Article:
Surprisingly, hot tears prickled behind Ianto eyelids and he quickly blinked them away; if anyone asked he’d just say it was from having the sun in his eyes. Never in his life had a kiss felt so right and it hurt his heart more deeply than he could have imagined to know that Jack had probably only kissed him as a way to distract him and keep him around.
Jack saw the look of hurt flash through Ianto’s eyes and he really wanted to take the other man aside and talk to him in private; he knew he needed to clear the air with Ianto or he risked losing the young man completely. But before he could act on his thoughts, a new voice cut through the air.
“And what’s the benefit for us?”
A wave of fear filled Jack; he knew the owner of that voice and he wasn’t looking forward to seeing them again. With his head held high, Jack very carefully walked past each of the crew members. He paused briefly before each one before moving on until finally he came to a stop in front of a sailor who wore their hat so low that it covered their face.
Knowing exactly who he was going to find, Jack cringed as he carefully removed the hat and revealed to the assembled group the face of a dark-skinned woman. “Kathy!” Jack tried to sound happy to see her but the handsome woman merely glared at Jack before delivering such a mighty slap to Jack’s face that his head rocked back.
“I suppose you didn’t deserve that one either,” the laughter in Ianto’s voice was music to Jack’s ears and he risked peeking at the younger man. The obvious amusement shining brightly in Ianto’s eyes delighted him but he hid his smile.
“No, that one I deserved,” Jack muttered in surly confirmation before turning his gaze back to the fuming Kathy.
“You stole my boat!” Kathy growled in rage.
“Actually…” Before Jack could utter another word, Kathy delivered another powerful slap to the side of his head. “…borrowed. Borrowed without permission. But with every intention of bringing it back to you!” Jack struggled to explain his actions.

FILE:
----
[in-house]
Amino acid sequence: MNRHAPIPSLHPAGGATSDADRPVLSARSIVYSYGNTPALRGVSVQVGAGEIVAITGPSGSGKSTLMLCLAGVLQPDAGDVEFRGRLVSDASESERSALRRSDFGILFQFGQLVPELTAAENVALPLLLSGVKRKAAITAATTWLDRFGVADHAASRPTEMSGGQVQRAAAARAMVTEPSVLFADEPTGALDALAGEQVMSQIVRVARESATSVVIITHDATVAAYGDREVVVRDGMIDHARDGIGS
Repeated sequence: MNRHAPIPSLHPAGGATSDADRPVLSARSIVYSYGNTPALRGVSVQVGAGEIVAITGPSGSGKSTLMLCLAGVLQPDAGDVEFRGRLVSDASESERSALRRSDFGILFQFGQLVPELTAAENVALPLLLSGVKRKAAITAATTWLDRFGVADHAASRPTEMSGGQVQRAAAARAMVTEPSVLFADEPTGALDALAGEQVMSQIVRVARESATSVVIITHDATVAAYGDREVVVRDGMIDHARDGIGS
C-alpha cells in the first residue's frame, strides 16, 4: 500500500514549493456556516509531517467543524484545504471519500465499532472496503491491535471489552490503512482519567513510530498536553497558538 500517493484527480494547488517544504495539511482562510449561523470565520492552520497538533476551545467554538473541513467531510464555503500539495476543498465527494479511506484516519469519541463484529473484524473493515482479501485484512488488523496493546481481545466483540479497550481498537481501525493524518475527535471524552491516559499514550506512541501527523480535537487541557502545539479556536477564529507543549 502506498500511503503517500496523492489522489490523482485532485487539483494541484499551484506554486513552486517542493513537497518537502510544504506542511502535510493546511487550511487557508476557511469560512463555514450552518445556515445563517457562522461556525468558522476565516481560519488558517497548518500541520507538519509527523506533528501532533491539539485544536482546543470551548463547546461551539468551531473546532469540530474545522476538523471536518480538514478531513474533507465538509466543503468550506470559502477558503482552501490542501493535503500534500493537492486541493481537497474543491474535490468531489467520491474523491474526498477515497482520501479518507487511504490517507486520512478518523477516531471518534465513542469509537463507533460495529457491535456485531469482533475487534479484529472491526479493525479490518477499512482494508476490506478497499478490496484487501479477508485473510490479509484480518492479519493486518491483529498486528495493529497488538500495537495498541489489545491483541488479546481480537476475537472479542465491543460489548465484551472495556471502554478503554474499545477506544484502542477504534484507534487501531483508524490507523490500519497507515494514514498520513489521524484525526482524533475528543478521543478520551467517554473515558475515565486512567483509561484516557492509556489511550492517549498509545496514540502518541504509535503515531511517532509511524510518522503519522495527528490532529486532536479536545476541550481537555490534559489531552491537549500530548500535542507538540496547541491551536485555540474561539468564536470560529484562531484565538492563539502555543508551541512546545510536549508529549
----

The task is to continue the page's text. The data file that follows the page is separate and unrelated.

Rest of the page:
“But you didn’t!” Kathy pointed out succinctly.
“You’ll get another one,” Jack quickly promised and took a step back, not wanting to be on the receiving end of another slap.
Kathy pointed her forefinger at him. “I will.” Those two words carried a distinct promise of more pain to come if Jack didn’t keep his word.
Despite the immeasurable hurt that Jack had caused him, Ianto chose that moment to join the conversation; he just couldn’t stand to see Jack get slapped again. He offered Kathy his most charming and boyish smile as he said, “A better one.”
“A better one!” Jack quickly agreed, pleased to see that Ianto was still on his side, at least for the moment.
“That one,” Ianto pointed over Jack’s shoulder to the TARDIS.
“What one?” Jack followed Ianto’s gaze and when he realised what Ianto was doing, he knew beyond a shadow of a doubt that he had indeed hurt Ianto. “That one?!” he squawked in astonishment, but when he saw both Ianto and Kathy glaring daggers at him, he instantly agreed. “Aye, that one.” His shoulders slumped in defeat and he turned to the others. “What say you?”
“Aye!” The crew readily agreed and they quickly left Jack, Ianto and Owen standing on the docks as they headed towards the TARDIS. Ross’ parrot had the final word, calling out, “Anchors aweigh!” as they all trooped up the gangplank.